Clipping., the inconceivable spoken-word, minimalist electronic, but still innovative group from Los Angeles tries their hand at an album full of concepts of the unknown, dystopia, and the “Afrofuturism.”
Splendor and Misery is an interesting breed of an album, the minimalist approach to the instrumentation allows for the vocalization from Daveed Diggs to shine through and become the monumental point of Clipping.’s music. The concept of Splendor and Misery follows “the sole survivor of a slave uprising on an interstellar cargo ship, and the onboard computer that falls in love with him. Thinking he is alone and lost in space, the character discovers music in the ship’s shuddering hull and chirping instrument panels” (Taken from Clipping.’s BandCamp page).
The concept leads the background instrumentation into strange bouncing percussion and the use of different beeping and blips which makes the entire album feel like an outer space journey. The first tracks “Long Way Away (Intro),” and “The Breach” follows this use of a near church-like chorus that discusses “follow(ing) the stars when the sun goes to bed, till everything I’ve ever known is long dead.” The lyrics constantly reflect this Slave uprising story and each track flows so well, that it honestly feels like listening to one long audiobook that varies on speed and atmospheric sounds used.
“The Breach” is a full speed blast of lyrics from Diggs to the point where it is outstanding the way he keeps the pace and is near impossible to understand exactly what he says even through multiple listens. The following track “All Black” is the first attempt at what sounds more like a Clipping. track. It is still following the use of spoken word, but the layering that follows Diggs’ voice still keeps the track feeling intense and claustrophobic.
The entirety of Splendor and Misery follows this very restless and overall claustrophobic style. Each track feels so tight, but also feels like a journey through the vast darkness that is space. It is an album of constant switching emotion from the split-personality of “Wake Up” to the use of more chorus sounding tones on “Long Way Away.”
Clipping. did a great job of using constant radio static, alarms, pounding metallic percussion, and the use of space to create this near-cinematic level story that relies on the use of atmosphere to illustrate this gigantic, hulking machine floating through outer space.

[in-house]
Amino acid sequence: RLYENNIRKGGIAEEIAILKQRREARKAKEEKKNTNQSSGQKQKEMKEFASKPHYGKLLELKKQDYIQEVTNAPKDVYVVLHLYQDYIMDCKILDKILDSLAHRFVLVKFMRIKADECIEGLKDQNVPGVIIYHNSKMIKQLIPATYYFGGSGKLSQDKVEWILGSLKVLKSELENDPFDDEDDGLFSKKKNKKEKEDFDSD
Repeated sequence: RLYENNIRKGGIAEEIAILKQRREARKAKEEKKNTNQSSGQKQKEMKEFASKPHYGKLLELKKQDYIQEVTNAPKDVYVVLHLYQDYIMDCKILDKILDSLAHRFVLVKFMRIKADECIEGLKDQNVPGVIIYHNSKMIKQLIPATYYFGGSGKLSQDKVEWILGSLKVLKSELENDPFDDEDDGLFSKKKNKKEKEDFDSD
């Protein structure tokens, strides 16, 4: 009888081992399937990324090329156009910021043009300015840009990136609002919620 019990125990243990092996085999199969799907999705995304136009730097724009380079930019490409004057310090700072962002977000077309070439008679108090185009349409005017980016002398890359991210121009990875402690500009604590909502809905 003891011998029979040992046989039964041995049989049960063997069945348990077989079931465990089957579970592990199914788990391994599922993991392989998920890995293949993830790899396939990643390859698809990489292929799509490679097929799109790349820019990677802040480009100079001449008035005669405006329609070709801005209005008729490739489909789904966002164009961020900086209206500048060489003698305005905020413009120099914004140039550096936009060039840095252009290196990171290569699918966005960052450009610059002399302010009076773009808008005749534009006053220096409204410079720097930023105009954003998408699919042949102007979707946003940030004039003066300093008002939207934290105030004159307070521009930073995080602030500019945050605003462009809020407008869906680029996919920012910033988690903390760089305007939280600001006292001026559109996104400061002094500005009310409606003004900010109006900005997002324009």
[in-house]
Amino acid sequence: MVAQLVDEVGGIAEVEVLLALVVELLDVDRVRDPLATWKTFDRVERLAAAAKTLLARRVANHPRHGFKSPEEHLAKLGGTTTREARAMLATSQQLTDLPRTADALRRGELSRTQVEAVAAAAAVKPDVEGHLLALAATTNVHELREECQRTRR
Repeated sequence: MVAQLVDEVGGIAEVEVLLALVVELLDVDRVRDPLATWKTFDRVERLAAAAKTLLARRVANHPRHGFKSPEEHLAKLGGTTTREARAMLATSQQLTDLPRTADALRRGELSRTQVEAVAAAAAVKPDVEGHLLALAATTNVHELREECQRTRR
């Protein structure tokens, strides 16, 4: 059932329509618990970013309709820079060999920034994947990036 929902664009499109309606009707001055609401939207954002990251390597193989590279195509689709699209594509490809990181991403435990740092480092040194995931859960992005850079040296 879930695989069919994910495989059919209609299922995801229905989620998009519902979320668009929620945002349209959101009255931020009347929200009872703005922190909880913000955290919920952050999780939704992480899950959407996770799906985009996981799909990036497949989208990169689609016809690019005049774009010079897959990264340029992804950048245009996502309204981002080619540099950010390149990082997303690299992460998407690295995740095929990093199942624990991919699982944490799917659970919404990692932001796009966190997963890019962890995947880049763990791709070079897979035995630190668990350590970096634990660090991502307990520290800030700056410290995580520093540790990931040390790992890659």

The track “Air ‘Em Out” is the first track that actually feels like a complete track with multiple verses, a chorus, and varying levels of instrumentation. Diggs still controls the entire track and the music just feels like it is there to give his lyrics more impact, Splendor and Misery could have been released without any instrumentation and it still would have been able to survive on just vocalization alone.
The following track “Break The Glass” goes back into the use of atmospheric sounds and drowning noises to create the beat. There is this constant use of steam, machine creaks, and what sounds like drums made out of steel beams to illustrate a fully working beast of iron and different metals.
Following is “Story 5” which again switches to the use of choruses to give more insight into perhaps what were songs being sung by the slaves before the uprising. These tracks mix up the action from the intense metallic assaults of the ship, to the then authentic and honestly beautiful voices from multiple singers. They work together to complement each other and the following track “Baby Don’t Sleep” goes right back into the synthetic sounds of a large ship with Diggs rattling off some quick verses.
The final track of Splendor and Misery is the cheeriest track on the entire album and while I personally like the track, I feel like the instrumentation is of a different style than the rest of the album. “A Better Place” as the track’s title suggest follows this use of what sounds like an organ that plays over a rapidly tapping boom-bap beat with a nice little bass drum roll fill in-between the tracks chorus and verses. The track then fades into the loud radio static heard so many times before, then straight into nothing, just silence.
The constant style change keeps Splendor and Misery interesting enough to work not as a musical album, but more as a complex art project of spoken word and atmospheric sounds. It feels like listening to an audio book rather than a record, but is still able to tell a complex story that is still interesting to hear over and over again.